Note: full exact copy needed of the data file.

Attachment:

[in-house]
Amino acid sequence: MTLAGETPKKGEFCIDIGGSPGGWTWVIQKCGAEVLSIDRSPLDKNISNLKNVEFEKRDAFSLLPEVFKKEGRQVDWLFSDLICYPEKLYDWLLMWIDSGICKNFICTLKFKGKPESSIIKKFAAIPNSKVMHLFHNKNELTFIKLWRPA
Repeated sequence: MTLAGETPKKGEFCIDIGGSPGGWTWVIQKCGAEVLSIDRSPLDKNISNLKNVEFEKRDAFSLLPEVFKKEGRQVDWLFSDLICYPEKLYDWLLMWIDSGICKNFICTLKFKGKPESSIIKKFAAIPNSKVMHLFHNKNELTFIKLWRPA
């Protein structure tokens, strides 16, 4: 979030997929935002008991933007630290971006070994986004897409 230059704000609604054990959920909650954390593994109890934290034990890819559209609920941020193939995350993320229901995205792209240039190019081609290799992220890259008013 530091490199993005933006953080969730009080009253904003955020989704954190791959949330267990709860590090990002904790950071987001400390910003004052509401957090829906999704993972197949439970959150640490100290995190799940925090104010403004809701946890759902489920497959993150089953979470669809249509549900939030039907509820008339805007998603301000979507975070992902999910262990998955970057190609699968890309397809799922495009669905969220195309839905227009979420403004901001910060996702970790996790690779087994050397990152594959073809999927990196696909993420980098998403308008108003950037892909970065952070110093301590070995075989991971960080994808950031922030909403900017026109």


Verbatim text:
[in-house]
Amino acid sequence: MTLAGETPKKGEFCIDIGGSPGGWTWVIQKCGAEVLSIDRSPLDKNISNLKNVEFEKRDAFSLLPEVFKKEGRQVDWLFSDLICYPEKLYDWLLMWIDSGICKNFICTLKFKGKPESSIIKKFAAIPNSKVMHLFHNKNELTFIKLWRPA
Repeated sequence: MTLAGETPKKGEFCIDIGGSPGGWTWVIQKCGAEVLSIDRSPLDKNISNLKNVEFEKRDAFSLLPEVFKKEGRQVDWLFSDLICYPEKLYDWLLMWIDSGICKNFICTLKFKGKPESSIIKKFAAIPNSKVMHLFHNKNELTFIKLWRPA
């Protein structure tokens, strides 16, 4: 979030997929935002008991933007630290971006070994986004897409 230059704000609604054990959920909650954390593994109890934290034990890819559209609920941020193939995350993320229901995205792209240039190019081609290799992220890259008013 530091490199993005933006953080969730009080009253904003955020989704954190791959949330267990709860590090990002904790950071987001400390910003004052509401957090829906999704993972197949439970959150640490100290995190799940925090104010403004809701946890759902489920497959993150089953979470669809249509549900939030039907509820008339805007998603301000979507975070992902999910262990998955970057190609699968890309397809799922495009669905969220195309839905227009979420403004901001910060996702970790996790690779087994050397990152594959073809999927990196696909993420980098998403308008108003950037892909970065952070110093301590070995075989991971960080994808950031922030909403900017026109």